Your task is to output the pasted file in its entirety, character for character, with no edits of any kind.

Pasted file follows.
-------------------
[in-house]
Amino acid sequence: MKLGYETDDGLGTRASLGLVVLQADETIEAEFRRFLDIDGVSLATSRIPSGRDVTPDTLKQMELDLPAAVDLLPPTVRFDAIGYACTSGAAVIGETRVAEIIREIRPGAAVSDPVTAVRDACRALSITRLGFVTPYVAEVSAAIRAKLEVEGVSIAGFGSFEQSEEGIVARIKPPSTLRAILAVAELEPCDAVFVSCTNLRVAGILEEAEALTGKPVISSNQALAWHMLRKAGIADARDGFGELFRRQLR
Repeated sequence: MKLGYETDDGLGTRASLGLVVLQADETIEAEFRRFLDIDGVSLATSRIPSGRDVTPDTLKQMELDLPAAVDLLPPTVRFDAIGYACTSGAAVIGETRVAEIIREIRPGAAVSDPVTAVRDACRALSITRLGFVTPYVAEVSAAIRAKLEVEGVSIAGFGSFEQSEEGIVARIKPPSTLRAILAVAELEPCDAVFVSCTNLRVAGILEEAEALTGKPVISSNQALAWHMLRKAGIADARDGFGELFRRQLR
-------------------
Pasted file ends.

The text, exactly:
[in-house]
Amino acid sequence: MKLGYETDDGLGTRASLGLVVLQADETIEAEFRRFLDIDGVSLATSRIPSGRDVTPDTLKQMELDLPAAVDLLPPTVRFDAIGYACTSGAAVIGETRVAEIIREIRPGAAVSDPVTAVRDACRALSITRLGFVTPYVAEVSAAIRAKLEVEGVSIAGFGSFEQSEEGIVARIKPPSTLRAILAVAELEPCDAVFVSCTNLRVAGILEEAEALTGKPVISSNQALAWHMLRKAGIADARDGFGELFRRQLR
Repeated sequence: MKLGYETDDGLGTRASLGLVVLQADETIEAEFRRFLDIDGVSLATSRIPSGRDVTPDTLKQMELDLPAAVDLLPPTVRFDAIGYACTSGAAVIGETRVAEIIREIRPGAAVSDPVTAVRDACRALSITRLGFVTPYVAEVSAAIRAKLEVEGVSIAGFGSFEQSEEGIVARIKPPSTLRAILAVAELEPCDAVFVSCTNLRVAGILEEAEALTGKPVISSNQALAWHMLRKAGIADARDGFGELFRRQLR